Taking words apart

taking words apartResearch has shown us that effective readers take words a-part, ap-art, apar-t as they are reading. These may be new words, words still being learned, or known words that appear in unexpected places, e.g. I can hit the ball like Jack.

Competent readers break words in many different ways so we encourage our Reading Recovery students to do the same. There is no one “best” way to tackle a difficult word, and children who are flexible in their attempts have the most success. Efficient readers do not read letter by letter (t-h-a-t) but rather quickly group letters into chunks (th-at). Children work out ways that work for them. Early in the series of lessons, Reading Recovery teachers model breaking the onset and rime (e.g. c-at, gr-een, go-ing) but we also encourage students to be flexible.

It is easier to learn how words work by observing those that are already known, e.g. Student A can already write Dad. He is given magnetic letters to make the word Dad and shown how to break the word into 2 parts- D-ad. Gradually the student is asked to break other known words into 2 parts. Any break is acceptable. The student is learning that words can be broken into parts and put back together. (Which is what we do as we are reading and writing.)

By taking apart known words, children learn how to look efficiently at letters or letter clusters (e.g. ay, ing, er, ight) within words. chunkingIt is important that their eyes are moving left to right across the words because that is what the eyes do during successful reading.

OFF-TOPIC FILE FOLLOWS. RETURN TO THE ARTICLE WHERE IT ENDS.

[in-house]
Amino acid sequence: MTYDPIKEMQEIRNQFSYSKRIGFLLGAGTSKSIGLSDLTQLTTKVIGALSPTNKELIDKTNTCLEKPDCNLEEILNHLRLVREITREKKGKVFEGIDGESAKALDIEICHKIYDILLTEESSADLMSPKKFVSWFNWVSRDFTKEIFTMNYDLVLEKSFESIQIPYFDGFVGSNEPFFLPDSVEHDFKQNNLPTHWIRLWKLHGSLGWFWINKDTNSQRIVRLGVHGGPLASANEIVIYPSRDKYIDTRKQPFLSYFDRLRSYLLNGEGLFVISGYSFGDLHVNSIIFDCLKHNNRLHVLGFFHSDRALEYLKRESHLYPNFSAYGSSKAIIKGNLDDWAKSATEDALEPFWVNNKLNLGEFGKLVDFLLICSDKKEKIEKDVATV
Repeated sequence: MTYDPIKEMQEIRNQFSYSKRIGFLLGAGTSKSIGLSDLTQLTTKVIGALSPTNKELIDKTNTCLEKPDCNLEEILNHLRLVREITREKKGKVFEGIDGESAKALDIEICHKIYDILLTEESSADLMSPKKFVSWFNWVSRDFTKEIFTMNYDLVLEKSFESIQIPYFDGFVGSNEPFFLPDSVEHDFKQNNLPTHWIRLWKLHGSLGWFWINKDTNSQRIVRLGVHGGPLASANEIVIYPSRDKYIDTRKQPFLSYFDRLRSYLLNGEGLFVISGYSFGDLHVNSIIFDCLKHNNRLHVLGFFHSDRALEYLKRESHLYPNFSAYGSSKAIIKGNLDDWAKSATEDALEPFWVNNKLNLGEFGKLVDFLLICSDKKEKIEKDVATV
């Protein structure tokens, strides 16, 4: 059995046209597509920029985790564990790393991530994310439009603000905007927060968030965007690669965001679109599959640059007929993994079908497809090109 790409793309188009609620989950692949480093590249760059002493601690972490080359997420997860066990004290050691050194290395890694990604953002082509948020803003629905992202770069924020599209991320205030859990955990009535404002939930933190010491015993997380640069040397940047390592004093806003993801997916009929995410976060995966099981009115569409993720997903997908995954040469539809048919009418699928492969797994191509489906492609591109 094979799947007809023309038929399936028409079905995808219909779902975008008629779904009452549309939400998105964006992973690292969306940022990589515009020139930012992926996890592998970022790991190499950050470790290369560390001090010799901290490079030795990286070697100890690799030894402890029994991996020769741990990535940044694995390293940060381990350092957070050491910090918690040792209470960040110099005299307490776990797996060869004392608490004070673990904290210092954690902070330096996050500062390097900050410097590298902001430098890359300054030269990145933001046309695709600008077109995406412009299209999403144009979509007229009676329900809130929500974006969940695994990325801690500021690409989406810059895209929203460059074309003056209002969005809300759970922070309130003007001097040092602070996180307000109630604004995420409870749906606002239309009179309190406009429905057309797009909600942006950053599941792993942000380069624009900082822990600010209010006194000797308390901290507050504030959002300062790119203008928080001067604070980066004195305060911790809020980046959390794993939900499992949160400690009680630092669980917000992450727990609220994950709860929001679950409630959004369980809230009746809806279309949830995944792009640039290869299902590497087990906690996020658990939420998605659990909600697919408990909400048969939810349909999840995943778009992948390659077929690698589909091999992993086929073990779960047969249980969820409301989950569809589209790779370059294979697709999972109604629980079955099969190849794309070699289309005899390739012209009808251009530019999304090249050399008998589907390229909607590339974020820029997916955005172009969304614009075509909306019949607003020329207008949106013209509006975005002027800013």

The writing section of the lesson also supports word analysis (learning how words are put together). When children can write a word correctly, letter by letter, we can give them opportunities to do it again and again more quickly. In doing so, children are learning to pay close attention to scanning all the parts of the word in order and recognizing those details as a pattern.

As you are listening to your child read, observe what the child is saying when she is trying a tricky word. Is she saying the parts in order? If she says g for dog you will know she is not looking from left to right. If he says d-a-y  instead of d-ay you will know that he is looking letter by letter instead of using chunks of letters that go together. Be careful of saying ‘sound it out’ because that usually calls for saying each individual letter. An alternative is to ask- Can you say the beginning? Can you say more? (E.g. st-op, l-ike, sw-ing, tr-am)

Also be careful of always asking the child to find a small word within a bigger word. It will work for words such as to/day, but becomes a problem when the child says the me within co/me.

Based on an article by Elizabeth L. Kaye, Trainer, Texas Woman’s University http://twuread5503.pbworks.com/f/JRR_8.1-Kaye.pdf  Refer to the link to if you wish to read more.

Taking words apart is also taught during the cut up sentence component of the Reading Recovery lesson.

cat-chMore information about Word Work The Reading Recovery Way can be found on the Useful Links page.

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